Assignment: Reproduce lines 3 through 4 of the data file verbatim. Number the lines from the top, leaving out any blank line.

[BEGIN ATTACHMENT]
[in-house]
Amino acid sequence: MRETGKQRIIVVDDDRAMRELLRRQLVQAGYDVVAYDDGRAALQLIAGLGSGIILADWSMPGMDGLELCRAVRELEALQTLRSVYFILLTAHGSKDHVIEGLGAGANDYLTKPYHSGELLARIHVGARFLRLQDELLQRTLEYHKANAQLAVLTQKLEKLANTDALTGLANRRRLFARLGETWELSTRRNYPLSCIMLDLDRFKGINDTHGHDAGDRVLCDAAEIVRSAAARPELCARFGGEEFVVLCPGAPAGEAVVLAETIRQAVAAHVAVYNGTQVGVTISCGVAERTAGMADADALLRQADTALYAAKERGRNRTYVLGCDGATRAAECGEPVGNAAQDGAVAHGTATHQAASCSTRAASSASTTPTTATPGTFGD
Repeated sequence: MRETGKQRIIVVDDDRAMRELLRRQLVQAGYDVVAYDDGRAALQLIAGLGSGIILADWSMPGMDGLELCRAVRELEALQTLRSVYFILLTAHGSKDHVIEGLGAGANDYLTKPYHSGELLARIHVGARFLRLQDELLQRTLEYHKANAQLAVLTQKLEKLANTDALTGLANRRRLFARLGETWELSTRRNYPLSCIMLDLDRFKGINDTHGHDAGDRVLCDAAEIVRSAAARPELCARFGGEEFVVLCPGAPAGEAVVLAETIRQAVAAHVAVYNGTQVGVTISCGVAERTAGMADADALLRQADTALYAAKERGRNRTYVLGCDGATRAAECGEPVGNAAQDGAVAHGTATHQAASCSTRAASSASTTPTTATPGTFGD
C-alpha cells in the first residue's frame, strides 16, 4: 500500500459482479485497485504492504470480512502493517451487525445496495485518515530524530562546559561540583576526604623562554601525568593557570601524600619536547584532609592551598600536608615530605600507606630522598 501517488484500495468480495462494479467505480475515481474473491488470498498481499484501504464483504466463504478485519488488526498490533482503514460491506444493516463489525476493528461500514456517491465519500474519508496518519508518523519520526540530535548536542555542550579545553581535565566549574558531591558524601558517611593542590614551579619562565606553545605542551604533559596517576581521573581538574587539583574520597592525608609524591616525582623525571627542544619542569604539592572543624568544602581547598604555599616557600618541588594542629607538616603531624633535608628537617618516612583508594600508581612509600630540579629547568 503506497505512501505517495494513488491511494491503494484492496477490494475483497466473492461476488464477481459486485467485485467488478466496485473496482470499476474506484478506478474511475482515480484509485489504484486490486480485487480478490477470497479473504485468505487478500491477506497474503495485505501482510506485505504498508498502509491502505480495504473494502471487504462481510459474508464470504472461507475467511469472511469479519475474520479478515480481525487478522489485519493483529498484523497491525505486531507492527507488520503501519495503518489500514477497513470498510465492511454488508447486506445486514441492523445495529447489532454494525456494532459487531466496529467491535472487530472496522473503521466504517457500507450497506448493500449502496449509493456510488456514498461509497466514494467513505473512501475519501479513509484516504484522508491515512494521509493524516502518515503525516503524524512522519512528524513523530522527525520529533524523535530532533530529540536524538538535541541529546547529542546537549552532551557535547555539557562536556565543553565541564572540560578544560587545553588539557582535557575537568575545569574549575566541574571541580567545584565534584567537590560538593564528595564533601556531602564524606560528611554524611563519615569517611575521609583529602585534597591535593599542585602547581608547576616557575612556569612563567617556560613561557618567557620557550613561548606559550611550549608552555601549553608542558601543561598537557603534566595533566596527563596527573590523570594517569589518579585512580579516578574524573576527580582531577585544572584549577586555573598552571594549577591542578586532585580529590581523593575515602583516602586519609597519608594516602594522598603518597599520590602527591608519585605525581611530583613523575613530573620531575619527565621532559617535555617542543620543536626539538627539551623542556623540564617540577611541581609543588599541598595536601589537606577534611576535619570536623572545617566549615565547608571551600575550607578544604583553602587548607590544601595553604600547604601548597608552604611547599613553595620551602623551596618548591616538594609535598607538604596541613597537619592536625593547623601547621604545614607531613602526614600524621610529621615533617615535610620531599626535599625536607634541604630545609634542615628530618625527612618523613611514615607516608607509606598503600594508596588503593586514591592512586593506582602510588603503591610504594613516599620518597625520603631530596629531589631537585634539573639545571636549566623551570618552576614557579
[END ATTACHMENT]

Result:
Repeated sequence: MRETGKQRIIVVDDDRAMRELLRRQLVQAGYDVVAYDDGRAALQLIAGLGSGIILADWSMPGMDGLELCRAVRELEALQTLRSVYFILLTAHGSKDHVIEGLGAGANDYLTKPYHSGELLARIHVGARFLRLQDELLQRTLEYHKANAQLAVLTQKLEKLANTDALTGLANRRRLFARLGETWELSTRRNYPLSCIMLDLDRFKGINDTHGHDAGDRVLCDAAEIVRSAAARPELCARFGGEEFVVLCPGAPAGEAVVLAETIRQAVAAHVAVYNGTQVGVTISCGVAERTAGMADADALLRQADTALYAAKERGRNRTYVLGCDGATRAAECGEPVGNAAQDGAVAHGTATHQAASCSTRAASSASTTPTTATPGTFGD
C-alpha cells in the first residue's frame, strides 16, 4: 500500500459482479485497485504492504470480512502493517451487525445496495485518515530524530562546559561540583576526604623562554601525568593557570601524600619536547584532609592551598600536608615530605600507606630522598 501517488484500495468480495462494479467505480475515481474473491488470498498481499484501504464483504466463504478485519488488526498490533482503514460491506444493516463489525476493528461500514456517491465519500474519508496518519508518523519520526540530535548536542555542550579545553581535565566549574558531591558524601558517611593542590614551579619562565606553545605542551604533559596517576581521573581538574587539583574520597592525608609524591616525582623525571627542544619542569604539592572543624568544602581547598604555599616557600618541588594542629607538616603531624633535608628537617618516612583508594600508581612509600630540579629547568 503506497505512501505517495494513488491511494491503494484492496477490494475483497466473492461476488464477481459486485467485485467488478466496485473496482470499476474506484478506478474511475482515480484509485489504484486490486480485487480478490477470497479473504485468505487478500491477506497474503495485505501482510506485505504498508498502509491502505480495504473494502471487504462481510459474508464470504472461507475467511469472511469479519475474520479478515480481525487478522489485519493483529498484523497491525505486531507492527507488520503501519495503518489500514477497513470498510465492511454488508447486506445486514441492523445495529447489532454494525456494532459487531466496529467491535472487530472496522473503521466504517457500507450497506448493500449502496449509493456510488456514498461509497466514494467513505473512501475519501479513509484516504484522508491515512494521509493524516502518515503525516503524524512522519512528524513523530522527525520529533524523535530532533530529540536524538538535541541529546547529542546537549552532551557535547555539557562536556565543553565541564572540560578544560587545553588539557582535557575537568575545569574549575566541574571541580567545584565534584567537590560538593564528595564533601556531602564524606560528611554524611563519615569517611575521609583529602585534597591535593599542585602547581608547576616557575612556569612563567617556560613561557618567557620557550613561548606559550611550549608552555601549553608542558601543561598537557603534566595533566596527563596527573590523570594517569589518579585512580579516578574524573576527580582531577585544572584549577586555573598552571594549577591542578586532585580529590581523593575515602583516602586519609597519608594516602594522598603518597599520590602527591608519585605525581611530583613523575613530573620531575619527565621532559617535555617542543620543536626539538627539551623542556623540564617540577611541581609543588599541598595536601589537606577534611576535619570536623572545617566549615565547608571551600575550607578544604583553602587548607590544601595553604600547604601548597608552604611547599613553595620551602623551596618548591616538594609535598607538604596541613597537619592536625593547623601547621604545614607531613602526614600524621610529621615533617615535610620531599626535599625536607634541604630545609634542615628530618625527612618523613611514615607516608607509606598503600594508596588503593586514591592512586593506582602510588603503591610504594613516599620518597625520603631530596629531589631537585634539573639545571636549566623551570618552576614557579